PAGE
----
Proteasome inhibitors (PIs) constitute one of the cornerstones of the treatment of multiple myeloma (MM), with bortezomib, carfilzomib and ixazomib being approved for clinical use. Due to the relatively recent introduction of PIs to clinical practice, many aspects of the pleiotropic effects of PIs still remain unexplored, particularly for the second-generation PIs carfilzomib and ixazomib. Since MM still remains incurable and many patients will eventually develop treatment-refractory disease, the search for validated biomarkers to predict treatment response is of great clinical importance. In the first aim of this project, we evaluated the effect of proteasome inhibitors on erythropoiesis. During the follow-up of MM patients treated with PIs in the first part of this project, we observed a consistent and highly significant increase in the reticulocyte count during treatment with carfilzomib-based regimens in patients with relapsed multiple myeloma. This observation was not made in a matched cohort of bortezomib-treated patients. In subsequent ex vivo experiments, we demonstrated that carfilzomib exposure significantly impaired terminal erythroid maturation, independent of erythroid commitment, expansion or differentiation. Our results therefore report the first pharmacologically induced delay in erythroid maturation as a mechanism for carfilzomib-induced reticulocytosis in patients with multiple myeloma. These findings might therefore lead to new therapeutic applications for carfilzomib in disorders of mature erythrocytes, such as sickle cell anaemia. In the second part of this project, we evaluated proteasome activity as a potential biomarker for PI drug sensitivity. For this purpose, we measured proteasome activity in primary myeloma cells, purified from the bone marrow of patients with MM. Baseline proteasome activity was not significantly different in myeloma cells derived from treatment-responsive or –refractory MM patients. The degree of proteasome inhibition by PIs was similar in both groups. As a result, the clinical applicability of proteasome activity as a biomarker for drug sensitivity in MM currently remains limited. Nevertheless, these data also suggest that drug sensitivity to PIs is in part proteasome-independent, indicating that our understanding of PI drug resistance should be further improved. In a follow-up project to the present thesis, we have designed several genome-wide screening experiments using CRISPR-Cas9 technology to gain novel insights in the mechanisms driving drug resistance to PIs in MM.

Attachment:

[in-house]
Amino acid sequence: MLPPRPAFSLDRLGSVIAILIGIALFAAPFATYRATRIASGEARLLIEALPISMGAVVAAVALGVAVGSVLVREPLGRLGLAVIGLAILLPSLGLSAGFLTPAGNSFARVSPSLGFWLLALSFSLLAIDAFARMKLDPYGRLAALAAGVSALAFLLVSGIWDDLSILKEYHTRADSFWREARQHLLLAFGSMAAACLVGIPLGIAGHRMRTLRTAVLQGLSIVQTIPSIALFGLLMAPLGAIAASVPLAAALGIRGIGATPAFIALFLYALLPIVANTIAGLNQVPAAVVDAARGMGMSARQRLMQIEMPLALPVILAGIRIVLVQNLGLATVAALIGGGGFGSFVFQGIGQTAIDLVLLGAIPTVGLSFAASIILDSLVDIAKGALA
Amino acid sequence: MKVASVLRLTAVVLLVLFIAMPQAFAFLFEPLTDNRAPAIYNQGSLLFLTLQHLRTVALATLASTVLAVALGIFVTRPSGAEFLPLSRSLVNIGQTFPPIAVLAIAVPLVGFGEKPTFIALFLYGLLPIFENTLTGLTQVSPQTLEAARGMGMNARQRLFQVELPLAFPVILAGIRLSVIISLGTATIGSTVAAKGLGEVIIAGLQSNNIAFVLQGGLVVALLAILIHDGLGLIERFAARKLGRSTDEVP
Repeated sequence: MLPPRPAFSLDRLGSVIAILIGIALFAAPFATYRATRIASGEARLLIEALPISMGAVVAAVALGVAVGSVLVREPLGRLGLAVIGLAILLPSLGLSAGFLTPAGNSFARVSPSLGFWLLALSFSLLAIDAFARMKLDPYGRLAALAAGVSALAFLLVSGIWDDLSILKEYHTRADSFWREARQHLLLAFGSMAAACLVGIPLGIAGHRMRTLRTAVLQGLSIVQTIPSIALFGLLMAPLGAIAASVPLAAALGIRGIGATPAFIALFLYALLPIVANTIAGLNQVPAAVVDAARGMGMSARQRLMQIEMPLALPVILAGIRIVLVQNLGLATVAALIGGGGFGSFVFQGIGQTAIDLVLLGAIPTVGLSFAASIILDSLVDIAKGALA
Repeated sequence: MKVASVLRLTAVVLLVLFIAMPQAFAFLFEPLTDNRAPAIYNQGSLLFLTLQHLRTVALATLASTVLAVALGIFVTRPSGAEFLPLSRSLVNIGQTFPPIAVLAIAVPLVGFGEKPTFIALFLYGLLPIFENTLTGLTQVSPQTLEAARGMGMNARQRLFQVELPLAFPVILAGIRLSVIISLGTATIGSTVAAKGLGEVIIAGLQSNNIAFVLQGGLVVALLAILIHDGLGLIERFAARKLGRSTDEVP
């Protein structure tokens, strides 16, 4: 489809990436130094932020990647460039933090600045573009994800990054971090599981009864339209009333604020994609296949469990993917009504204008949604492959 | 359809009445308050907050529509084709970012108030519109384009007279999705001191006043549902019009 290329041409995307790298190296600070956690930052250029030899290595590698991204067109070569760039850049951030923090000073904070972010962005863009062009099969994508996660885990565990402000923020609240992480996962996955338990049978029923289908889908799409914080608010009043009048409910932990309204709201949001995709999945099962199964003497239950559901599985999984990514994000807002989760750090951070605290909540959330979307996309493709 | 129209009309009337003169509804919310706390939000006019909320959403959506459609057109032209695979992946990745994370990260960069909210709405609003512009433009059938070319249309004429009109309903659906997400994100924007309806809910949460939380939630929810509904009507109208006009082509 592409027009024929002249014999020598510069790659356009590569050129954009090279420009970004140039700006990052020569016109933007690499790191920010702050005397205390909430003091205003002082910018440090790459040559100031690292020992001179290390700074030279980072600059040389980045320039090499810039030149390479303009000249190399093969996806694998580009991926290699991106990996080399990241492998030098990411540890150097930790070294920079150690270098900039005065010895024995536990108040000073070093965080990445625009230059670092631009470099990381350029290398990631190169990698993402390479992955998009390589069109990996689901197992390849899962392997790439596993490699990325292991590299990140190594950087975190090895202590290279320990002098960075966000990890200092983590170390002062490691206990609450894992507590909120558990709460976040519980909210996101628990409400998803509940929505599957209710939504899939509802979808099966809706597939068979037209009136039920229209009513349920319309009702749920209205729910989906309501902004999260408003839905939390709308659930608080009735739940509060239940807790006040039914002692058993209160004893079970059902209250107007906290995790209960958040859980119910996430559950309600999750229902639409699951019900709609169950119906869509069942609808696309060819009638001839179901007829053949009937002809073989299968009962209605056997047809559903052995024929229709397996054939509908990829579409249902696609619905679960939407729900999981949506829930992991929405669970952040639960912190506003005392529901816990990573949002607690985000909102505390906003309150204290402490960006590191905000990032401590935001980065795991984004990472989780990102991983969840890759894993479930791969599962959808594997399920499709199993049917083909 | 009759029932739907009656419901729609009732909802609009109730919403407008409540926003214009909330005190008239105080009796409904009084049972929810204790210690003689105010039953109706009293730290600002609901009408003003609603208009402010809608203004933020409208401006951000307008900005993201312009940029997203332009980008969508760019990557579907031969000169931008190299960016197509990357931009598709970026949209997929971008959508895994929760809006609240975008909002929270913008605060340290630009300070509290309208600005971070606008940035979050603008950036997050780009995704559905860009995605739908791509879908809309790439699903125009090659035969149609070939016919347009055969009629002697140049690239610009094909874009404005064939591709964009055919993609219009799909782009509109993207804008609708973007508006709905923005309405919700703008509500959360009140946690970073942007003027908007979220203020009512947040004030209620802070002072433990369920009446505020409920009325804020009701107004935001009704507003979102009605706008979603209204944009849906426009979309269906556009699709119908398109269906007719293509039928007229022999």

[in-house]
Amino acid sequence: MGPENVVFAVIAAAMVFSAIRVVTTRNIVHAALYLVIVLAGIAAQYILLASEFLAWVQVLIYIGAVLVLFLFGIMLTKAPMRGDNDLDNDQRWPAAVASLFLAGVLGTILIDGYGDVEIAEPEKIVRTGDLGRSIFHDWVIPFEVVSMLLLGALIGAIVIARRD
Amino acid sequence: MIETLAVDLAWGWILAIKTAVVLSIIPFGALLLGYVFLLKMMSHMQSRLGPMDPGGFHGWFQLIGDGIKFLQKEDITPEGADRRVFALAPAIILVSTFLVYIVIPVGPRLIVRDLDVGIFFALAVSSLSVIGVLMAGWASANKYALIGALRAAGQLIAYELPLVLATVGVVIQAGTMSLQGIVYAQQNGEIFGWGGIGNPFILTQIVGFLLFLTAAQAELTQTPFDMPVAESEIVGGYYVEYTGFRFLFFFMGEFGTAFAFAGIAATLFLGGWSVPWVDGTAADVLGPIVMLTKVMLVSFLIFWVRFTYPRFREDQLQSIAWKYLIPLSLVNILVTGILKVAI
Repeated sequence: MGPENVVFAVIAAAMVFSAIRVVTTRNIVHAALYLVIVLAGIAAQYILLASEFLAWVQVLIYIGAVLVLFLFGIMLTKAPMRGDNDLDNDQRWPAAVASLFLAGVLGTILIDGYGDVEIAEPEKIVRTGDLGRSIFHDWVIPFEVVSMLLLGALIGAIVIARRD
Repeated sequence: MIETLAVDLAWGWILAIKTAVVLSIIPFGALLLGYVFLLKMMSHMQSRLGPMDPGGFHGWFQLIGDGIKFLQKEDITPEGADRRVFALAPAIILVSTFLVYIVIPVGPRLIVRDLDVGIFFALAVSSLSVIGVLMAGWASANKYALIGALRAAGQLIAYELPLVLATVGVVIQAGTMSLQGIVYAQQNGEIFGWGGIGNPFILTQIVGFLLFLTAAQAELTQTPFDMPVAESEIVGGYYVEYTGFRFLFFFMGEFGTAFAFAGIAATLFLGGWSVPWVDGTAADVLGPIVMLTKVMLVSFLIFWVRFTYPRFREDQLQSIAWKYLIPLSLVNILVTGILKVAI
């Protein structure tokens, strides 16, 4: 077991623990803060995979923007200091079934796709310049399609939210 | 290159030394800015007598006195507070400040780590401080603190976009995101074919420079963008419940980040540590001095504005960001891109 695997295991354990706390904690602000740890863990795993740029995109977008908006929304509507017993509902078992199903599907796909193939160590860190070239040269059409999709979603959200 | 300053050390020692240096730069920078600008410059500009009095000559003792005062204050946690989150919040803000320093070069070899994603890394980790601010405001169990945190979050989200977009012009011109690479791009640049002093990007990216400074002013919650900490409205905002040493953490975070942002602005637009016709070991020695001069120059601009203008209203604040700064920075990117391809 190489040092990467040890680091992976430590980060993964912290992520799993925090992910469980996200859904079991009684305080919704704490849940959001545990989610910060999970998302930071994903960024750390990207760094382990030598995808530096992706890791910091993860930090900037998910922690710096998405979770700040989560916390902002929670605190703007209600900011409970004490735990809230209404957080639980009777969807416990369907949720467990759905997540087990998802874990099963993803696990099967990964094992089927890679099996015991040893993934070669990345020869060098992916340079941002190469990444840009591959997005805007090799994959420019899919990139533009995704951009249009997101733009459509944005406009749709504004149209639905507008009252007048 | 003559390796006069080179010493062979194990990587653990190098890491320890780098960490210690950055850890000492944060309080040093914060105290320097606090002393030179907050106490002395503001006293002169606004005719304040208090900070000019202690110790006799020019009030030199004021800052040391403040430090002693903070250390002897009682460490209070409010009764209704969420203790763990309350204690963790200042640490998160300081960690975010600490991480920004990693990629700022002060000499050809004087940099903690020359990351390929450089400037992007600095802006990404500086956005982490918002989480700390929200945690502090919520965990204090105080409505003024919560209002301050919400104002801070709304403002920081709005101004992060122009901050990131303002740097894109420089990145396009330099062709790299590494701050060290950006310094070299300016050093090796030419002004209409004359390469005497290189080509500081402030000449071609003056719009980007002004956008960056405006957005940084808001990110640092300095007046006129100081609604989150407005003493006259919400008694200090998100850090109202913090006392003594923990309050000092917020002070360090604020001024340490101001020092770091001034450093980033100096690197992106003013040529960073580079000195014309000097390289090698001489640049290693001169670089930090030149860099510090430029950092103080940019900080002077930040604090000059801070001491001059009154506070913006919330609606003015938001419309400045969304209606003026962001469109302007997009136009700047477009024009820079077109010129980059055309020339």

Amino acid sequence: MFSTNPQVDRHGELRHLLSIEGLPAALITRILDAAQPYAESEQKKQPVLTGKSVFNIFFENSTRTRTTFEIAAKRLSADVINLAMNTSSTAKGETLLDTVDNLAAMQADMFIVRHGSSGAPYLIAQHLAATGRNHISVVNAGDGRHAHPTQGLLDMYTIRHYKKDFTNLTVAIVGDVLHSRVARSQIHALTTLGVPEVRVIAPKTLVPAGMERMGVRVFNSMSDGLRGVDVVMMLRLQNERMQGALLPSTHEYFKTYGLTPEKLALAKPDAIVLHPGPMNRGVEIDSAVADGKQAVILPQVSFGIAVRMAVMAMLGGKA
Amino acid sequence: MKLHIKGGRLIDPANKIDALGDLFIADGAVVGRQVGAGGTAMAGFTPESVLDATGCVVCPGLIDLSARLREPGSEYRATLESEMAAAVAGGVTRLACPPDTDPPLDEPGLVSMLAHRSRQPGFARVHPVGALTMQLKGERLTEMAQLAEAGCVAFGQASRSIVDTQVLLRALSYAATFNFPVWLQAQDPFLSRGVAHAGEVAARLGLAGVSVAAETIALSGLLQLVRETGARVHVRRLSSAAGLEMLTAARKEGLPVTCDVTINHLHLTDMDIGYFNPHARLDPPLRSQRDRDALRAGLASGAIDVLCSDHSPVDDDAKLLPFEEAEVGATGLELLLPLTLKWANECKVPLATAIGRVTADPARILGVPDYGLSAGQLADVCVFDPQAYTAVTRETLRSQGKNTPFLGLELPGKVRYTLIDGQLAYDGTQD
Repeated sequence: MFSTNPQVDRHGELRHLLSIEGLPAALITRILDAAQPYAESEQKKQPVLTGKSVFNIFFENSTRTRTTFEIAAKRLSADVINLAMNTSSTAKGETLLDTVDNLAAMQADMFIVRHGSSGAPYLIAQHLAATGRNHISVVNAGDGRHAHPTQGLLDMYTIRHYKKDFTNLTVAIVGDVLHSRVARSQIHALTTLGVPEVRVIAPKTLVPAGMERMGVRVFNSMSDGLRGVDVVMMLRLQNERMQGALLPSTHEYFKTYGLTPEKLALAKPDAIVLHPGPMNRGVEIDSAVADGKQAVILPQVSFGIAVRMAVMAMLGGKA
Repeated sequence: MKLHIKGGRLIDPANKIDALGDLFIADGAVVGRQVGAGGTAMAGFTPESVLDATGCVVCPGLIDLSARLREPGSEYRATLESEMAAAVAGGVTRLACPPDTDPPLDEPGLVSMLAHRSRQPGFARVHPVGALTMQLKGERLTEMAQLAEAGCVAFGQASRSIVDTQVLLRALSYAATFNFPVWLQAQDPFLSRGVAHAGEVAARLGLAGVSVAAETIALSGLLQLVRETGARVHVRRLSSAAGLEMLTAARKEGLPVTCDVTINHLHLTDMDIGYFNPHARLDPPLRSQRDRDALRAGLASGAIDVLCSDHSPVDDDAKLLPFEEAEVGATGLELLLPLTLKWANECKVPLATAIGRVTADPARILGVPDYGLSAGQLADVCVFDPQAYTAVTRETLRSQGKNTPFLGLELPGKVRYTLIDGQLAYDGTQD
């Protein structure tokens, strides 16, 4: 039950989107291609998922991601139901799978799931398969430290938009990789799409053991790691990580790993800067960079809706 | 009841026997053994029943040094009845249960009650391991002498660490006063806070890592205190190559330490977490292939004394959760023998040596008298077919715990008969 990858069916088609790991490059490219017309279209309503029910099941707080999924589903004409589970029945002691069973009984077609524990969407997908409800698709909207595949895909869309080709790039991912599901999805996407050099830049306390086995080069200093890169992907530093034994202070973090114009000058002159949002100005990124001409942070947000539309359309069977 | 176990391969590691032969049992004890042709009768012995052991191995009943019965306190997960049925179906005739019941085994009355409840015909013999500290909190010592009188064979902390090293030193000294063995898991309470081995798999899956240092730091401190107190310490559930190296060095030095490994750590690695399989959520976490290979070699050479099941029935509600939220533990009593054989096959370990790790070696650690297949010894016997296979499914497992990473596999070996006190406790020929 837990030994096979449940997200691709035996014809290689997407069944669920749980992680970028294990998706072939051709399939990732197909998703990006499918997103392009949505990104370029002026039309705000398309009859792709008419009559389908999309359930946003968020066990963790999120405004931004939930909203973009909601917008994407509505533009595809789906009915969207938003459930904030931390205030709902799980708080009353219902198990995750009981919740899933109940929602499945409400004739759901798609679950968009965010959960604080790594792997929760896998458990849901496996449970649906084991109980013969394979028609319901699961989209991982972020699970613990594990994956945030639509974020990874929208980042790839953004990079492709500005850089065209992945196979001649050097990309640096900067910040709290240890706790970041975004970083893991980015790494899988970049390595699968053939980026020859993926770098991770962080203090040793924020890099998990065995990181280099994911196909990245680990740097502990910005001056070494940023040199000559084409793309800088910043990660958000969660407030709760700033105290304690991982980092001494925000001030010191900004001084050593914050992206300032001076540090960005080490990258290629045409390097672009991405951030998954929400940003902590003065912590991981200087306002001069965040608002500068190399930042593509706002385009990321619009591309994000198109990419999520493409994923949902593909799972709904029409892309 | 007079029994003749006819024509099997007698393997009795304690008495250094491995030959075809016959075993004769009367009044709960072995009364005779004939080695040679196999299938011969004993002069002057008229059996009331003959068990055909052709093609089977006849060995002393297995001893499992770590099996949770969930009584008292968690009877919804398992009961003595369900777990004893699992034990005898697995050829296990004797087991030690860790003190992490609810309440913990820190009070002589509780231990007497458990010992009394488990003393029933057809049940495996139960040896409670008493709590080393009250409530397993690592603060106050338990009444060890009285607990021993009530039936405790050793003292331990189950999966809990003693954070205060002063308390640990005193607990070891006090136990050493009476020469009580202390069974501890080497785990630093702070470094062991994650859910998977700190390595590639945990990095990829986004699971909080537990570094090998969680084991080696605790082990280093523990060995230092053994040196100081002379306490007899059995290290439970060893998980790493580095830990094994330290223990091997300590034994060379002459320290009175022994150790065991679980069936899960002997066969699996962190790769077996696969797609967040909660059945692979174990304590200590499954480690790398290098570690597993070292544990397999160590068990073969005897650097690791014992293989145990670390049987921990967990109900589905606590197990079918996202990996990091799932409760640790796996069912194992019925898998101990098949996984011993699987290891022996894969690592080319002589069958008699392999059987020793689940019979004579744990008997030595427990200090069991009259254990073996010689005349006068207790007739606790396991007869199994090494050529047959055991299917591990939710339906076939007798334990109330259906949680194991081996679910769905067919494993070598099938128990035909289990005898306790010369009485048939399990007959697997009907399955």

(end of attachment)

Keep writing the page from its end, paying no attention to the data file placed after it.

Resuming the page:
(BELG J HEMATOL 2020;11(3):133–5)